WASHINGTON – President Barack Obama signed the Affordable Care Act into law 10 years ago this month. Amid the COVID-19 outbreak, access to health care will likely weigh heavily on voters in the remaining Democratic primaries leading up to the Democratic National Convention.
According to RealClearPolitics, 36% of Americans ranked health care as their most important policy concern and 26% listed it as second in 2019.
Following a string of primary wins, former Vice President Joe Biden continues to lead Sen. Bernie Sanders in a race in which health care policy continues to be a main point of disagreement.
Biden supports an expanded version of the Affordable Care Act, a health care reform law that extended coverage to millions of Americans. An expanded plan under a Biden presidency would insure more than an estimated 97% of Americans, add a public option like Medicare, increase the value of tax credits to lower premiums and extend coverage to low-income Americans in states where the Affordable Care Act was not adopted.
“I believe we need to protect and build on Obamacare,” Biden said on his campaign website. “I understand the appeal for Medicare-for-All, but folks supporting it should be clear that it means getting rid of Obamacare, and I’m not for that.”
Sanders is running on a progressive platform in support of Medicare-for-All, a health care plan that offers free coverage to every person through a government-funded, single-payer program.
The Kaiser Family Foundation, a nonprofit organization focused on national health issues, found that as of January, 55% of Americans favor a Medicare-for-All health care plan similar to Sanders’ proposal, but 68% prefer a government-administered “public option” found under Biden’s plan.
“The system we have now, it’s time has come and gone Northwestern University clinical professor of medicine Todd Selma said. “It’s time to move on to something more modern.”
But, adopting a Medicare-for-All program would come at a cost and require a restructuring of the health care system.
A vascular surgeon who works at a private multispecialty clinic in in Atlanta, Georgia, who asked not to be named to protect the privacy of his patients, said a Medicare-for-All plan has four essential flaws: private insurers offer better quality care, higher cost for the government and taxpayers, the displacement of private insurance companies and a salary cut for doctors.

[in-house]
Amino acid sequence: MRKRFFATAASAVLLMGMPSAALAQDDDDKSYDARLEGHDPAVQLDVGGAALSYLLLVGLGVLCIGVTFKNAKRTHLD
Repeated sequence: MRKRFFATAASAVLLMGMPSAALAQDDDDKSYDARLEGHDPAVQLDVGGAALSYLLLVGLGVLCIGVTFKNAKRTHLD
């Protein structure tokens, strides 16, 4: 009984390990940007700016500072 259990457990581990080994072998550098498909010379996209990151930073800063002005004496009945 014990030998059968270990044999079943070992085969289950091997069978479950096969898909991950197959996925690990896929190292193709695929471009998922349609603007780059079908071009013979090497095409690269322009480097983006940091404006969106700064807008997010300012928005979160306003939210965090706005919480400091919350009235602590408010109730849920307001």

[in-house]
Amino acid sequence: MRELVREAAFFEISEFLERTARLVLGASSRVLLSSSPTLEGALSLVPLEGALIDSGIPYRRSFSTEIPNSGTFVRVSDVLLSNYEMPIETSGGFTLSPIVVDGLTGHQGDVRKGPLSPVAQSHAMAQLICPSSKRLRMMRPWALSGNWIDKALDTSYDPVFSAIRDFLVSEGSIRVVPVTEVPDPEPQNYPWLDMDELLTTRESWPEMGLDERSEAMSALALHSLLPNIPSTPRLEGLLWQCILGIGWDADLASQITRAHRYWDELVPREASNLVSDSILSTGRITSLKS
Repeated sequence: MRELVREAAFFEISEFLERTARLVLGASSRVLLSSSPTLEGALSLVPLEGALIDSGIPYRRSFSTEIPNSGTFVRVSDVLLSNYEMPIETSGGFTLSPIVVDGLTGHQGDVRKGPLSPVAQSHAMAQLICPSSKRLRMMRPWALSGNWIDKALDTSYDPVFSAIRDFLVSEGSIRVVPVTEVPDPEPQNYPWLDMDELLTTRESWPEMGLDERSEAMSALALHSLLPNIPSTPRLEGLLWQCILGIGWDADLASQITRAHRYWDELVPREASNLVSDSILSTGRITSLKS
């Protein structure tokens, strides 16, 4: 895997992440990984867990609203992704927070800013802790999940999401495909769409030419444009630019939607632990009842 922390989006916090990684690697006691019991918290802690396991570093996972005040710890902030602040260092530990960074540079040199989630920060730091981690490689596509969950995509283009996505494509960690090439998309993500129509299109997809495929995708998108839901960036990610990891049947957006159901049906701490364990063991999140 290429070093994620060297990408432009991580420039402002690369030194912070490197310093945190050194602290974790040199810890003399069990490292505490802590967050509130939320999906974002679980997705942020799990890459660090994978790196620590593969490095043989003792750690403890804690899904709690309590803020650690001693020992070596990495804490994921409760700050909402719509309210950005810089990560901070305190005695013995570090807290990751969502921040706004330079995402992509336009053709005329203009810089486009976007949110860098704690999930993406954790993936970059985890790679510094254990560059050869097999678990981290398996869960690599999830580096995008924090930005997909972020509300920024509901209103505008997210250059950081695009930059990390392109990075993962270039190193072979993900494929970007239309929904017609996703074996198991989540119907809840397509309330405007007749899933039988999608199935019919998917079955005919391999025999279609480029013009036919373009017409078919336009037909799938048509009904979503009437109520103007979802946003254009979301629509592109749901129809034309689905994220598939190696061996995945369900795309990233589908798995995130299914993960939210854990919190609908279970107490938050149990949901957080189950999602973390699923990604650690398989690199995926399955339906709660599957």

He added that Medicare-for-All would be unable to overcome partisan barriers in Congress.
“There’s no way that any of those things would pass,” he said.
He does, however, see merit in the Affordable Care Act.
“I’m a 100% ardent supporter of the Affordable Care Act,” he said. “It’s a happy medium between Medicare for all single payer systems and the existing system that we have trying to marry these corporations, entities and companies that have existed, so that the market doesn’t just go ‘crash’.”
Members of Doctors for Bernie, don’t think an expanded Affordable Care Act will be enough to combat the health care concerns that millions of Americans face such as lack of coverage and insufficient coverage.
According to the U.S. Census Bureau, the number of people in the United States without health insurance was 27.5 million in 2018. Dr. Winnie Lin, an attending pediatrician at Miles Square Health Center in Englewood, Chicago and a member of Doctors for Bernie, said Biden’s plan to increase coverage is simply not enough.
“That’s a huge gap and just kind of a paradigm of trying to make small tweaks over time,” Lin said. “That’s what we’ve been doing for decades now and here we are, and it’s still not working.”
Lin said adding a public option under Biden’s plan as a step forward in terms of insuring more people, but believes the problems with the current health care system exceed the issues that Biden’s plan would potentially resolve.
Under the Affordable Care Act, not only will some citizens continue to have no insurance, but those with insurance might not have enough of it, she said.
Dr. Scott Goldberg, an internal medicine specialist in the Bronx, New York and another member of Doctors for Bernie, agrees that the Affordable Care Act has not done enough to provide full-coverage insurance to Americans and a continuation would “continue to entrench the current system.”
“People [will] have high plans with high premiums, high deductibles, high out of pocket expenses, that basically prevent them from actually getting the care that they need.” Goldberg said.